Sit back, relax and chat about stuff because it's the weekend! Hey hey! Another week is done and we're all closer to _________ (fill in the blank there with retirement, graduation, or whatever). Hopefully, you had a good one. We did because we get to live through yet another OnePlus launch and the internet fun-times that always go with them. It seems like a great phone. A great phone that may be too expensive, or cheat at benchmarks, or tell fibs about camera specs or whatever.
It's big, bold, and should appear in Berlin this September. According to the Korean technology site ETNews, we should see the new LG V30 at September's IFA 2017 show. The G6-inspired design features an edge-to-edge OLED display. This would be the first OLED display LG has used since the G Flex series, but the industry trend has clearly seen the advantages OLED offers and the days of an LCD panel for mobile devices are numbered.
For Google Daydream, software is as important as the hardware. Mobile VR has come a long way since Google Cardboard. And it's one area where a lot of different companies have ideas for how it can get even better. We're nowhere near a "peak VR" situation and expect advances with every generation. A big part of why things can get better is the hardware. Getting a phone Daydream certified isn't a mystery.
Muck Rack makes it simple to find people, tweets, or articles that mention any name, keyword, company, hashtag etc. We've compiled this guide to help you make the most of your search.
Selecting a term
Start searching tweets, articles from media outlets, articles mentioned in tweets, journalists'
names, titles and bios with some suggested searches:
Companies or Topics (e.g. iPhone, Microsoft)
Phrases (e.g. "cloud computing") — use quotes to keep the terms together
Twitter handles (e.g. @username) — returns those who have mentioned or replied to
Names (e.g. "David Pogue")
Hashtags (e.g. #sxsw, #london2012)
Bio details (e.g. vegan, Olympics, father)
Muck Rack's Advanced Search allows for many boolean operators.
Find results that mention multiple specified terms, use AND or
+. For example, ensure each result contains both Elon Musk and Mark Zuckerberg by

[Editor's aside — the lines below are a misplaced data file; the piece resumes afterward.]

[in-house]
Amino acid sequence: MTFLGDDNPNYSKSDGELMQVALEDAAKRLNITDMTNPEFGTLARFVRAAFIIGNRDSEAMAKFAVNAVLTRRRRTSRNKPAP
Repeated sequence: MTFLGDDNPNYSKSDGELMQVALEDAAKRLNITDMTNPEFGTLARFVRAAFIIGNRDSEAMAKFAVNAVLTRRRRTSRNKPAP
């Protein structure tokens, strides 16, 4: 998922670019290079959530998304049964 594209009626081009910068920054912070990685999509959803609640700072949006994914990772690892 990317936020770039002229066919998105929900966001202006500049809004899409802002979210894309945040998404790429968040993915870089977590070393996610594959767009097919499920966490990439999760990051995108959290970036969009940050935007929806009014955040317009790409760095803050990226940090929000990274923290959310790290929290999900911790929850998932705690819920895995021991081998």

searching Obama AND Romney or Obama + Romney.
Use the operators OR or , to broaden your search when you'd like either of
multiple terms to appear in results. (This is the default behavior of our search when no operators
are used.) For example, search for democrat OR republican to find results that refer to
Democrats and/or Republicans.
Use NOT or - to subtract results from your search. For
example, searching Disney will yield results about the Walt Disney Company as well as Walt Disney
World Resort. To exclude mentions of Disney World, search for Disney -World or Disney
When using one of these operators with a phrase, enclose it in quotation marks. For example, you can
find results about smartphones excluding Apple's iPhone 4S by searching smartphone -"iPhone
Exact case matching or punctuation
If you're searching for a brand name or keyword that relies on specific punctuation marks or capitalization, you can
find results that match your exact query by adding matchcase: before the keyword you're searching for, like matchcase:E*TRADE .
Use parentheses to separate multiple
boolean phrases. For example, to find journalists talking about having fun in Disney World or
Disneyland, search for ("disney world" OR disneyland) AND fun.
An asterisk can be used to search for any variation of a root word truncated by the asterisk. For example, searching for admin* will return results for administrator, administration, administer, administered, etc.
A near operator is an AND operator where you can control the distance between the words. You can vary the distance the near operation uses by adding a forward slash and number (between 0-99) such as strawberries NEAR/10 "whipped cream", which means the strawberries must exist within 10 words of "whipped cream".